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Exploring our Colorado Aikido Community: Reflections from Recent Training Experiences

Exploring our Colorado Aikido Community: Reflections from Recent Training Experiences

By Sensei Ryan Goettsche

2009 has been a very busy year so far with all of the seminar activity in Colorado. 

Last summer there was the Expo with Sabo Sensei and a weapons camp with Kashiwaya Sensei. Kashiwaya Sensei recently returned to Colorado for a three-day seminar which included him visiting several Aikido schools in the Denver/Boulder area. 

Our most recent experience with Kashiwaya Sensei was amazing. He offered a children’s class on Saturday morning at the Denver dojo. I told the parents of our children’s class that this would be a wonderful opportunity for them to experience someone like Kashiwaya Sensei. They were excited to hear about it and allowed me to take all of the kids up to participate. It was great to see how interactive Kashiwaya Sensei is with children and how he handles a group of children as large as this one was. They all did some basic stretches in a very spirited way and then did some basic rolling and more advanced falling. After the one hour long class, I took my children home and they talked about his class all the way back. I hope it’s something that they will remember forever. 

The next day, I visited to an Aikido dojo in Westminster to train for the day where we practiced MUSOGI breathing, lots of KI exercises, BOKKEN cuts and listened to Koichi Tohei Sensei talk more about Aikido.  It was all very exciting. To think about his history, training with Koichi Tohei Sensei and everything he must have seen through his years is mind boggling. He moves with incredible power yet with softness that you can’t believe unless you see and feel it live. As usual, everyone was very friendly and I had a great time.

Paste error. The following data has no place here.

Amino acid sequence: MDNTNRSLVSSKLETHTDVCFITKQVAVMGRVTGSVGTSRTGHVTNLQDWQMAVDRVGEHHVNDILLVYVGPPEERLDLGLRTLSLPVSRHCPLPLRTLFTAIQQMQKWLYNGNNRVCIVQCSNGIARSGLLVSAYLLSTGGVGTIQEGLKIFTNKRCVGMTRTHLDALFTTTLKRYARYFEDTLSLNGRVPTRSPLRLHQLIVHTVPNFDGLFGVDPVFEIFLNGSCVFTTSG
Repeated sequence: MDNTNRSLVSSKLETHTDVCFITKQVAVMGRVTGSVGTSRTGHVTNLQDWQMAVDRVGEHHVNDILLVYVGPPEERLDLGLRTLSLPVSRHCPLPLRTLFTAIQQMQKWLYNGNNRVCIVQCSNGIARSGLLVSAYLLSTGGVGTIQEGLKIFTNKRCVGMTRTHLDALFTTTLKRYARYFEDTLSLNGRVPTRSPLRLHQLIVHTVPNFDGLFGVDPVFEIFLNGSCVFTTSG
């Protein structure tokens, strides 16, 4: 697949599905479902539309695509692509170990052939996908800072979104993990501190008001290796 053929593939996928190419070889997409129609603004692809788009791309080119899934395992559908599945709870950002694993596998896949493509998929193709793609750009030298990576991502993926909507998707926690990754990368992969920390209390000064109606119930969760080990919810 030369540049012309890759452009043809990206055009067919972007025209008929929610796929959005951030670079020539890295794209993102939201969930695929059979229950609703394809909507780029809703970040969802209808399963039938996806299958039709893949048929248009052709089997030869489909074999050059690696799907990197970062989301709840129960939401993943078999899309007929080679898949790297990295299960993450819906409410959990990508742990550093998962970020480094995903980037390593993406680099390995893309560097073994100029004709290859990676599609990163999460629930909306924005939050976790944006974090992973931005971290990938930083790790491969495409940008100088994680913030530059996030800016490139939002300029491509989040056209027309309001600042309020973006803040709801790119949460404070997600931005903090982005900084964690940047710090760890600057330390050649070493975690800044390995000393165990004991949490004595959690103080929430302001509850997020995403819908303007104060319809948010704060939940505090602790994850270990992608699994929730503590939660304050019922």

Most recently was the 9th Annual Aikido Summit at the Buddhist Temple in downtown Denver.  This year’s Summit featured seven different instructors including: Chandler Sensei, Izawa Sensei, Itoh Sensei, Tanaka Sensei, Hayashi Sensei, Threadgill Sensei and Ikeda Sensei. There were students and instructors from all over the United States, Japan, and other countries.  We basically trained for seven hours with a one hour lunch break where we enjoyed a KODO drumming session by a local Denver TAIKIO performance group. It was an exhausting day but a great learning lesson, as well. To see instructors from a wide variety of styles including Ki Society, ASU, Tomiki Aikido and Jujitsu all in the same day was very interesting and reminded me of the diversity of the art of Aikido. Everyone had very different approaches to training and different approaches to teaching. Most of the morning was hard training while the afternoon was softer training but still difficult nonetheless. I hadn’t seen Ikeda Sensei in more than ten years and I was so amazed at how his Aikido has evolved... or perhaps it was my perception of his Aikido that had evolved... or both, I hope!  Everything he did was about energy, leading and redirection. Not that he never talked about that before or showed it, it was just very different than what I remember. The Summit was a wonderful experience to be able to participate in them and train with Aikido instructors from all over the United States and abroad.

There are more seminars to come this summer and we are in for some more great opportunities to experience some great history and see how it’s all tied together. Mary Heiny Sensei is coming out in April, Kashiwaya Sensei is coming back out in June and Koichi Tohei’s son will be coming out this summer as well. Like I said earlier, there has been an incredible amount of seminar activity this year and there is still so much more to come so save up the pennies, don’t go out to lunch a couple days per week to save that extra money so you can attend these seminars because they don’t happen very often and the likes of some of them may never happen again!

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